First, let me say, I probably should not be allowed to illustrate prophetic visions or apocalyptic literature! (It’s not my intention to make light of the situation, but once I start picturing flying scrolls and baskets….)
That being said, there’s something about the image of God shoving wickedness into a basket that I do like: it implies that it is not as hard as we believe to change the things we hate. Among the things I would put in the basket: beheadings, kidnappings, poison gas, barrel bombs, and in my own country, school shootings. It doesn’t have to be complicated for the world to be a better place. If individuals, one by one, could leave wickedness behind and simply love God and neighbors, the world would have so much less heartache. It sounds far-fetched, but “Love one another” is what Jesus taught, and we understand him to be savior of the world. Leave your sins behind and walk in newness of life! There would still be sickness and death and accidents, but maybe not so much violence, not so many children lost too soon. The more I read and learn, the more my heart breaks for the children of Syria. God hates the shedding of innocent blood.
As an aside, I am at a loss to explain Russia’s actions in Syria. Even if the current ruler maintains power, hasn’t he lost his mandate? Over 200,000 of his people have died, millions have fled the country, and large parts of the nation are in complete disrepair with no water, electricity, schools, or medical services. He has bombed his own people. How does one gain any kind of public support after all that? As I pondered the meaning of this, I remembered Sahner’s sobering observation into the strategic importance of Syria from Among the Ruins:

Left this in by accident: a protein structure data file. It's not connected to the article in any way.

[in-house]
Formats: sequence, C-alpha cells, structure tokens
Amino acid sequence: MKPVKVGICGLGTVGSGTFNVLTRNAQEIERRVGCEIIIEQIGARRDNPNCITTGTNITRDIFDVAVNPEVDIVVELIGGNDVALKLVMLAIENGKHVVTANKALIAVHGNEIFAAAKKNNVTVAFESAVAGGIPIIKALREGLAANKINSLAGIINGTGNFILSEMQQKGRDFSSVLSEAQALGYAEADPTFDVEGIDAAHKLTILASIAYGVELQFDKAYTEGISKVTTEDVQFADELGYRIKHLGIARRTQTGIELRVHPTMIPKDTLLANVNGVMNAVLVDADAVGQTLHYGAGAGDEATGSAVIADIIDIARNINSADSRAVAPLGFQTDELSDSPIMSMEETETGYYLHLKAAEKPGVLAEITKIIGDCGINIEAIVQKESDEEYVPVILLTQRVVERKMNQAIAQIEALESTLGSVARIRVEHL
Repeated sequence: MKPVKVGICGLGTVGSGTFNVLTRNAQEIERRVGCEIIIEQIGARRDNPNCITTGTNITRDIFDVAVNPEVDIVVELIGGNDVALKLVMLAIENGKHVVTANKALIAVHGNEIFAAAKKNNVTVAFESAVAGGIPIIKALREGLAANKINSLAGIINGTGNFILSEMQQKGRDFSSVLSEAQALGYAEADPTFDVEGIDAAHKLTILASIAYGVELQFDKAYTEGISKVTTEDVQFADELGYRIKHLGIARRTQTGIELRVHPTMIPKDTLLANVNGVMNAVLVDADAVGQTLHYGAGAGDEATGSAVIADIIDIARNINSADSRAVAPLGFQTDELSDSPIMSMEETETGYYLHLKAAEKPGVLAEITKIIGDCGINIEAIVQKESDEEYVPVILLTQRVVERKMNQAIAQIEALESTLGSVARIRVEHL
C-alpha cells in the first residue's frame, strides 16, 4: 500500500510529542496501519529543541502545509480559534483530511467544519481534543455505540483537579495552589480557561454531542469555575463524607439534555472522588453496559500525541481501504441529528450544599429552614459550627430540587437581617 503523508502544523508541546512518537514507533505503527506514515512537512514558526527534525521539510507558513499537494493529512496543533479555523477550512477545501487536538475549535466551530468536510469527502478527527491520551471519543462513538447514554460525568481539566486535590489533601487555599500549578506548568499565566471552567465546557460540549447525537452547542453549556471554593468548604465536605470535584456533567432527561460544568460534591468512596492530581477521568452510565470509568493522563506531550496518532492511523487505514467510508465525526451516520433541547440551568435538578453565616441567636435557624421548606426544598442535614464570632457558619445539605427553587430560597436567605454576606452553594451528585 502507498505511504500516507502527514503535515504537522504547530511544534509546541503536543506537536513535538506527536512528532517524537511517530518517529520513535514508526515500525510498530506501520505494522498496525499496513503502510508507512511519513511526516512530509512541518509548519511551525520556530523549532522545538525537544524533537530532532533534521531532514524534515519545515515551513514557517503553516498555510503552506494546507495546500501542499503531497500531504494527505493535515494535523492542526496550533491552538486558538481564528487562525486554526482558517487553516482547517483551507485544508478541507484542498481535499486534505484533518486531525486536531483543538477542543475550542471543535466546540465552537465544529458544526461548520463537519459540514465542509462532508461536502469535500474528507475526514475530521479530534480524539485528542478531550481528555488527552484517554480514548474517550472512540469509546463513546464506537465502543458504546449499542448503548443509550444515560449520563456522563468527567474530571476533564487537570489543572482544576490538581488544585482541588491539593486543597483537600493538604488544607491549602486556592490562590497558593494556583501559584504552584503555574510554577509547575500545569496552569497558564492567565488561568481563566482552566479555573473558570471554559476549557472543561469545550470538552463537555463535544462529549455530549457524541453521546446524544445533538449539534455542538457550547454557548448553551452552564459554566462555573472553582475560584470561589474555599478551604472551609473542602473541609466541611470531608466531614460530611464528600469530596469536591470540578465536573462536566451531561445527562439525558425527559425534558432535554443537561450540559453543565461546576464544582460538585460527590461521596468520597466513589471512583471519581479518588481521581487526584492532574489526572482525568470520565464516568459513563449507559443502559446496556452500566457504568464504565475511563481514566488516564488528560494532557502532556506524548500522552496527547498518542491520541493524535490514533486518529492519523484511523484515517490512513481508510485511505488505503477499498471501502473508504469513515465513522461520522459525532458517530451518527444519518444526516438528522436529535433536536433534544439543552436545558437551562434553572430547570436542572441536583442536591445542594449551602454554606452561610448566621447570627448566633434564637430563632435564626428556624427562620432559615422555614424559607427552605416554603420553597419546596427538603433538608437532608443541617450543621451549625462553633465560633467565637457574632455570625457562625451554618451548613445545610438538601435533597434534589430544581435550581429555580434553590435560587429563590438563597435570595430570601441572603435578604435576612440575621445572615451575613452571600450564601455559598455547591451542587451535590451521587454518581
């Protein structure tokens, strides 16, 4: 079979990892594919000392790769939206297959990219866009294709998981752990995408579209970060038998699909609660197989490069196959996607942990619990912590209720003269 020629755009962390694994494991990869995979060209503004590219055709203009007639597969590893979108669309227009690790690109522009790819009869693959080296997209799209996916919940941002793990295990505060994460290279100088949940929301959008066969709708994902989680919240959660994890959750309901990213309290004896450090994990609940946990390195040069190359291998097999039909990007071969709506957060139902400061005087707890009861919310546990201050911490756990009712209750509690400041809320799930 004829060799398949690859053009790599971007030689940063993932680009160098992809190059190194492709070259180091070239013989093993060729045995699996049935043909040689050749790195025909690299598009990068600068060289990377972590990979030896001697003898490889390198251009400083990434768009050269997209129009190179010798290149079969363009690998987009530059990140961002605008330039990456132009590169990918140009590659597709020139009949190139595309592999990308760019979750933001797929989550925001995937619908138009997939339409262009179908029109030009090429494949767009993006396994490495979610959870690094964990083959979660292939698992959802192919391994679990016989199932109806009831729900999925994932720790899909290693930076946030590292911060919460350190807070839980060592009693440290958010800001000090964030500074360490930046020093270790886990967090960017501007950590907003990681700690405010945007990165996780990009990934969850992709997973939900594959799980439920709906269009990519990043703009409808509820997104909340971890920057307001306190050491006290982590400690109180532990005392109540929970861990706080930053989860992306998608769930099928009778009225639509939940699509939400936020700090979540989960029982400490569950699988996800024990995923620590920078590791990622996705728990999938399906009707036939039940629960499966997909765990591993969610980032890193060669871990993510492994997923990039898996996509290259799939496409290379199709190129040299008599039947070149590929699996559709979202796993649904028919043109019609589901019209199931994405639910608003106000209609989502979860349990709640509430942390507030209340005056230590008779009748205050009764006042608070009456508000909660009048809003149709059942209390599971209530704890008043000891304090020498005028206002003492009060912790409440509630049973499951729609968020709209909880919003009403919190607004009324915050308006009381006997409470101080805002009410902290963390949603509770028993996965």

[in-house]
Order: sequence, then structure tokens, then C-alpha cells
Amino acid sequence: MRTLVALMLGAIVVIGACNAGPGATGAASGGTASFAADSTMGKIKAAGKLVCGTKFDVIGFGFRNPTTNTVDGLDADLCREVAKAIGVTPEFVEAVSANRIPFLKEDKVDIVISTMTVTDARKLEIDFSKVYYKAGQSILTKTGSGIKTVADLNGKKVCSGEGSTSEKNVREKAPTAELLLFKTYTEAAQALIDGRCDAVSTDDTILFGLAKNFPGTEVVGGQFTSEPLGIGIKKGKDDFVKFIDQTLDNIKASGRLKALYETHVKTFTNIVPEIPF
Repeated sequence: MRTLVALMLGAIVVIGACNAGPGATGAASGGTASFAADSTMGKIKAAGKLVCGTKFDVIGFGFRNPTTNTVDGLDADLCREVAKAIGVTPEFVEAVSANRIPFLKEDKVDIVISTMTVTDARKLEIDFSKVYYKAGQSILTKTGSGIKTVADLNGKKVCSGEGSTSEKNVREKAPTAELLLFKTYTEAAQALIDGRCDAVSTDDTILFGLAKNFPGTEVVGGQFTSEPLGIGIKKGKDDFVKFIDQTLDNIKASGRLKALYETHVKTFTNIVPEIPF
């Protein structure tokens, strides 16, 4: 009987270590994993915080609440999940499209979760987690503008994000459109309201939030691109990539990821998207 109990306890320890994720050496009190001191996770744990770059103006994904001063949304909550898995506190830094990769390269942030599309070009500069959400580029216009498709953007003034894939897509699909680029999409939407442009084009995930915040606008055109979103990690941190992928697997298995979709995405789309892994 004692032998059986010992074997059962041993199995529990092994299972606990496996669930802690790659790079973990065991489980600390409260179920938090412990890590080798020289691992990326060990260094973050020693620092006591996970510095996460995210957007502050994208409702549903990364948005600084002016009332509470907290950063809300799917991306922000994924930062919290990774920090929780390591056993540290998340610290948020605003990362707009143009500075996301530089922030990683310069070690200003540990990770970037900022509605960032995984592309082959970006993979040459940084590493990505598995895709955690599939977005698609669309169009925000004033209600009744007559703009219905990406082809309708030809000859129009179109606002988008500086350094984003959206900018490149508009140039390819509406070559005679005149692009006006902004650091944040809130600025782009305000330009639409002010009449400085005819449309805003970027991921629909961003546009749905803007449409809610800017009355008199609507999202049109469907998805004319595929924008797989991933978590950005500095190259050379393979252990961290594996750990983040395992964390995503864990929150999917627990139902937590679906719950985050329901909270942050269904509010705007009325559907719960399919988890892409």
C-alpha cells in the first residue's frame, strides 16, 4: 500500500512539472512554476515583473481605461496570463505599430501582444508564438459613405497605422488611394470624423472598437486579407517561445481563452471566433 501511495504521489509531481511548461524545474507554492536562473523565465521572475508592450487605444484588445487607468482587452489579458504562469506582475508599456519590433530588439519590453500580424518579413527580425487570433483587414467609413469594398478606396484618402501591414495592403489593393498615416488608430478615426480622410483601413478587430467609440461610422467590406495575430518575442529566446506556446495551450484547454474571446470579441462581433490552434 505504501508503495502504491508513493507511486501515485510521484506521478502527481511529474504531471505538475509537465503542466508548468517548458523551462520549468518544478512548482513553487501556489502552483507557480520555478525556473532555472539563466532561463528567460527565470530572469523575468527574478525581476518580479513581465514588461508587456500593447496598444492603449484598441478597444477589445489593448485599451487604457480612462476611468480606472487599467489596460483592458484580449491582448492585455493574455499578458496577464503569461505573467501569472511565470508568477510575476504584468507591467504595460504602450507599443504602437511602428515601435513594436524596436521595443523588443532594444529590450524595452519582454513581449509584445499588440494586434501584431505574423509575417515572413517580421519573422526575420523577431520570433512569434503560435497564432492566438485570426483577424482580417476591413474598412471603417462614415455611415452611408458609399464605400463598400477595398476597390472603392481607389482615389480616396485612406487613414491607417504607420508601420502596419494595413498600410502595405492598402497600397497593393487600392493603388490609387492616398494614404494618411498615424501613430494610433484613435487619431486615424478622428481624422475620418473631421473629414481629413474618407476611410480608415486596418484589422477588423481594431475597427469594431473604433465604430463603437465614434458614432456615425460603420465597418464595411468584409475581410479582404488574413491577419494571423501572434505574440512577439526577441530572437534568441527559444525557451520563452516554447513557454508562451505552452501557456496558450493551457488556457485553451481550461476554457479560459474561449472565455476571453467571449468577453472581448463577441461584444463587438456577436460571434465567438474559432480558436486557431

As is clear from this potted history, Damascus has seen its share of conquest over the centuries. But what accounts for its constant changing of hands, and what has made the city seem so sweet a prize for so many aspiring rulers? If Afghanistan is the graveyard of empires, as pundits remind us constantly, Syria is surely their bottleneck. Lying astride the land bridge between the Mediterranean Sea and the Iranian plateau, Syria was where the empires of antiquity traditionally met for battle.